The cost of contesting the one seat where we stood in the UK Parliamentary Election last June was around £1,200. and our campaign was conducted responsibly and prudently. Taking into account the prospect of a substantial increase in the deposit called for, and the hope that at the next General Election we shall be strong and confident enough to put forward perhaps more candidates, the Party needs to be thinking in terms of having several thousands of pounds in hand when the opportunity comes. This may well be the European Election in June, 1984. The next UK General Election may be as far off as 1988, within the next few weeks, or at any time between; so, the sooner we start saving and planning, the better.

The Fund will be controlled by the Executive Committee, subject to Party Rules on Electoral Activity and to Conference and Delegate Meeting Resolutions. Contributions will be acknowledged, if requested, and regular contributors will be kept informed of the Fund's progress. We have available Bankers’ Standing Order Forms in the hope that as many as possible will use this method. Please write or telephone Head Office if you would like us to send one. We realise not everyone operates a bank account, either on principle or for other reasons, and we have prepared a similar form of commitment for those members who wish to make a regular contribution through their Branch Treasurer. Of course, many members and sympathisers will wish to make an occasional contribution to the Fund as and when they are able, rather than undertake a regular commitment, and all such contributions will be equally welcome.

We ask you to reflect seriously on how best you can respond to this call, and then let us know what you intend to do. We have already had an encouraging response.
Parliamentary Committee

50 Years Ago: Collapse of the Opposition to Hitler (1984)

The 50 Years Ago column from the February 1984 issue of the Socialist Standard

A special correspondent of the Manchester Guardian contributed two articles recently (Jan. 12th and 13th) on the collapse of the opposition to the Nazis and on the prospects of a new opposition. His estimate, based on a detailed knowledge of the facts, fully bears out our criticisms of the Social Democratic Party and the Communist Party.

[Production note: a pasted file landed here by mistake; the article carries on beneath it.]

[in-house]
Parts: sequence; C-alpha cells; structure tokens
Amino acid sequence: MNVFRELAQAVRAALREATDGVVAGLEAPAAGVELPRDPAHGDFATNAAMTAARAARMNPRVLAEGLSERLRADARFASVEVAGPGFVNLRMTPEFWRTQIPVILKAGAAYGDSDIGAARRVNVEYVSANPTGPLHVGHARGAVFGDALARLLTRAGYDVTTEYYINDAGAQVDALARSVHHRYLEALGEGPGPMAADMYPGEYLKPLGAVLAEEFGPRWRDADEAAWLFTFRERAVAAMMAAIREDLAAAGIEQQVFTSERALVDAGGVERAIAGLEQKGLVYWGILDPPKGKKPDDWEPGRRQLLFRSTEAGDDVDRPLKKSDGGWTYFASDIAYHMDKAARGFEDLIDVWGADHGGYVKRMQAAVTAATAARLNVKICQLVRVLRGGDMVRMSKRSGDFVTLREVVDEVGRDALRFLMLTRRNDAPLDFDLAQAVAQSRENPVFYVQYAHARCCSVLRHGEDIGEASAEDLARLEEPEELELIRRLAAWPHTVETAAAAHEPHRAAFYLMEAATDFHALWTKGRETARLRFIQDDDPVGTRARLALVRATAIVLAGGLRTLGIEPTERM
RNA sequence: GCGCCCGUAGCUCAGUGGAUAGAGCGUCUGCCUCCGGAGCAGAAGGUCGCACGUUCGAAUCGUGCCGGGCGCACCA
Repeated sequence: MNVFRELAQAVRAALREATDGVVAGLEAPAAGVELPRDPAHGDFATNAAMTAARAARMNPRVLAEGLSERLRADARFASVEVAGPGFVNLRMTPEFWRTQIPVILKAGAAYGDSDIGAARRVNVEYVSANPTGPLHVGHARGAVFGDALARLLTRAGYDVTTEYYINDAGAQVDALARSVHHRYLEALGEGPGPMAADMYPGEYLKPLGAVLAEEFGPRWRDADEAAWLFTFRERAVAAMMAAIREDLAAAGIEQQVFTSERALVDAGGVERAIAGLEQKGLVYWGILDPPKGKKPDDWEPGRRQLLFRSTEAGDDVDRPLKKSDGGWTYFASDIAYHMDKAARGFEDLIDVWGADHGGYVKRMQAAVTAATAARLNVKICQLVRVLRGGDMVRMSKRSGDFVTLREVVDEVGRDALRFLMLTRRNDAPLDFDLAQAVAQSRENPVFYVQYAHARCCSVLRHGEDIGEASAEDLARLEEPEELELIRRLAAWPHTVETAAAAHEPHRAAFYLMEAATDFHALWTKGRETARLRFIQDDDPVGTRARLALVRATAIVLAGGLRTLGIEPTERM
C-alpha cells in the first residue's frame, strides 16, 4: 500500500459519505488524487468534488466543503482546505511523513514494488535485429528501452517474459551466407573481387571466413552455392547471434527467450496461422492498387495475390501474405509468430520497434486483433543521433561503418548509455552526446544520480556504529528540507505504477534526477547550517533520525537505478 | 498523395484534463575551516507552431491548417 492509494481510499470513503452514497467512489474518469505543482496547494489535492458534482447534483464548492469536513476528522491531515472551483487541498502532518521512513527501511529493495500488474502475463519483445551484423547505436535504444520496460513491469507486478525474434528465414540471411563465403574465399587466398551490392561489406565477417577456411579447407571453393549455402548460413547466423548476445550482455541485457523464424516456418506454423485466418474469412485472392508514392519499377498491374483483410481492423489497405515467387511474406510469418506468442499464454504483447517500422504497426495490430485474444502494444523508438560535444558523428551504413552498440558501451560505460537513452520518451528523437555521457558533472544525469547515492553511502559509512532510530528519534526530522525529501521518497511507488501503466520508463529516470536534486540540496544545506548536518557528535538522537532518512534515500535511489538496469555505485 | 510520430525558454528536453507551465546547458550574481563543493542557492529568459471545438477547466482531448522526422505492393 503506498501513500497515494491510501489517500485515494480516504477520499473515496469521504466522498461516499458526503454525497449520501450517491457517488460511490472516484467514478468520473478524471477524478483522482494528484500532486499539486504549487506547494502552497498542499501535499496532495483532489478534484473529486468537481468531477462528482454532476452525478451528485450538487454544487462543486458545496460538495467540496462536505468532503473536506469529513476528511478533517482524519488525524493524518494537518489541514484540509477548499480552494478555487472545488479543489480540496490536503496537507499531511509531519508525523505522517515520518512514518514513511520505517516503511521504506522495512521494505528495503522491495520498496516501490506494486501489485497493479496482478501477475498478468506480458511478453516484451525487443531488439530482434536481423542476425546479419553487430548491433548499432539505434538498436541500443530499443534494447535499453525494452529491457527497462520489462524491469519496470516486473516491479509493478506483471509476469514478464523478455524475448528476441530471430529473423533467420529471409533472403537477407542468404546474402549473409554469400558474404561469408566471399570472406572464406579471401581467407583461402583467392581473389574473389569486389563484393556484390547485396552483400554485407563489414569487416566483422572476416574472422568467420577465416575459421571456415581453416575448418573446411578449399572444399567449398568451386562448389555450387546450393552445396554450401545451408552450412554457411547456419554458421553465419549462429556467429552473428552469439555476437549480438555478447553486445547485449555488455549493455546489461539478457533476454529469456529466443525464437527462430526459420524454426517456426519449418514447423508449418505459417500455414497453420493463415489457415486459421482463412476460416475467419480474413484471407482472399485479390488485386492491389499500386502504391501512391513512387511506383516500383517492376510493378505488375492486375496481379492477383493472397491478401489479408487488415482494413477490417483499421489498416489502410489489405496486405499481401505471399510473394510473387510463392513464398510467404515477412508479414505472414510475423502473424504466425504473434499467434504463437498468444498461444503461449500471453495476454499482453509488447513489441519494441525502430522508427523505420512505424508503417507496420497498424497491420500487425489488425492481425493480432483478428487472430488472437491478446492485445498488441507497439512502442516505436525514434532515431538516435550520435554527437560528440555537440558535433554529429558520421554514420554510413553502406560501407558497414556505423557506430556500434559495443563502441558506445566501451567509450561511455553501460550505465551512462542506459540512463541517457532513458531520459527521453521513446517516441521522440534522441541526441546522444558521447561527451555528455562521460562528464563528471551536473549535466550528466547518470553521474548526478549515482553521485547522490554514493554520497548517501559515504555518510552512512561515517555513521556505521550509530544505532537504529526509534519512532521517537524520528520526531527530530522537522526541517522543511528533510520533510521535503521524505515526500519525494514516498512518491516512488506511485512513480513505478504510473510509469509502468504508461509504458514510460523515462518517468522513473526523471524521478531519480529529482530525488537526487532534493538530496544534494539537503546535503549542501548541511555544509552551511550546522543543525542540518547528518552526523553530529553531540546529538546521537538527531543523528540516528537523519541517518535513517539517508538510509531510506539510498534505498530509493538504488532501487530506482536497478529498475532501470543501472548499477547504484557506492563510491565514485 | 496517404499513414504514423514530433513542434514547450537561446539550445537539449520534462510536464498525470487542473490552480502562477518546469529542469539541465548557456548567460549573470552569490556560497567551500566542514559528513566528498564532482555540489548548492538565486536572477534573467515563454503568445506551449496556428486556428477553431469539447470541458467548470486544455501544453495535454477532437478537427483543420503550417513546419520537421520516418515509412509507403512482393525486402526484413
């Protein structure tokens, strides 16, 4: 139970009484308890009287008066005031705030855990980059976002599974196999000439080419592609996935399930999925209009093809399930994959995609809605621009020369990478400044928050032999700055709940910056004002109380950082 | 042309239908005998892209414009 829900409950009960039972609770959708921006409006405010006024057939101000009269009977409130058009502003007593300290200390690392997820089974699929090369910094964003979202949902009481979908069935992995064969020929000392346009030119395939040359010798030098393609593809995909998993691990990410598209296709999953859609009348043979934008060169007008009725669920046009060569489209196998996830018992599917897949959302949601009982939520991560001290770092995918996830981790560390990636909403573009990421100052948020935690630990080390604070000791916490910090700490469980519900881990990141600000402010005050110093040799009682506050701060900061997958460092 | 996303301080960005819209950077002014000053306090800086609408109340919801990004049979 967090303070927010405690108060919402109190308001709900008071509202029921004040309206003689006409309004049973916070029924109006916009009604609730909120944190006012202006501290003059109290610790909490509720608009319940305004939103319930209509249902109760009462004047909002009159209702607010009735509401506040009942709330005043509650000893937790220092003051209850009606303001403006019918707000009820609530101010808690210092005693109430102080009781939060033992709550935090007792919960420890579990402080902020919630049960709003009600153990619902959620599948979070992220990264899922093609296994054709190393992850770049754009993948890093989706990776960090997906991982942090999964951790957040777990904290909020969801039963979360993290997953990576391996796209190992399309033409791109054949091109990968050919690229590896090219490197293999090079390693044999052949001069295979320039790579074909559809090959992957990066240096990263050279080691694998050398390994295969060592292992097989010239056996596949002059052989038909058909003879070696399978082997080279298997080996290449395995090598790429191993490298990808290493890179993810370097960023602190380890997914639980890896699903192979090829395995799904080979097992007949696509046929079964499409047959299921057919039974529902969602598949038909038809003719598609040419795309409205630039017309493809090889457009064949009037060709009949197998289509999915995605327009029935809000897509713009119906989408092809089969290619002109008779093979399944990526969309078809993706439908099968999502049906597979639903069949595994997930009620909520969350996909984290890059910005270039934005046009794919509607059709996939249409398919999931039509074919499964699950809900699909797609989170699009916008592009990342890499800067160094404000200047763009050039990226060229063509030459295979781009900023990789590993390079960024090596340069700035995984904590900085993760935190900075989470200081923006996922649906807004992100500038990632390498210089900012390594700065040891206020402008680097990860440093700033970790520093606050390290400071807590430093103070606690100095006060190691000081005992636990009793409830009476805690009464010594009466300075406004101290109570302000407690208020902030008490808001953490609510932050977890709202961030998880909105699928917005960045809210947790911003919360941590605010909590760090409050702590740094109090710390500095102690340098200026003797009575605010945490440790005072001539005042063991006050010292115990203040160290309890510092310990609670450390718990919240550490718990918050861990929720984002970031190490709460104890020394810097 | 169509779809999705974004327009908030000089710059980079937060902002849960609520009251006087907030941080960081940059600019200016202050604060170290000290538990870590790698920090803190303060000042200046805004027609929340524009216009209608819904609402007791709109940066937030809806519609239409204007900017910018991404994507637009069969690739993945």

"Nothing is now left." he says, "of the apparently big and powerful Social Democratic and Communist parties, and the Hitlerite government is more solidly established than ever. It has gained many voluntary supporters among the urban working class, particularly among the younger generation."

Of the Social Democrats he says:
  Although they professed Marxist principles. they were not Marxist. . . They were essentially conservative.
He thinks that the old party is discredited beyond recovery, but this, even if true, does not mean that the old illusions cannot be taken up by new organisations.

The views he holds about the Communists in Germany are particularly deserving of notice:
  The German Communist Party has always been over-rated, chiefly because of its great numerical strength, which was always out of proportion to its real strength. Indeed, so great was this disproportion that the German Communist movement came perilously near to being a colossal piece of bluff. There is not. and there never was. a “Communist danger” in Germany. . .
  The German Communists never fought a single successful action, they never even began an action that could conceivably be successful . They were never able to call a general strike, or even any partial strike beyond ineffectual, desultory, local stoppages. .
  Although full of revolutionary dogma, they were not revolutionaries, and never had the slightest conception of what a revolution is. . . Each of the so-called “revolutionary risings” (such as the central German insurrection of 1921 and the Hamburg insurrection of 1923) was a cruel farce from beginning to end.
The correspondent rightly points out that the German Communists, like the German Social Democrats, talked about "Marxist logic." but were "neither Marxist nor logical". They were "for illegality above everything, and preferred illegal defeat to legal victory”.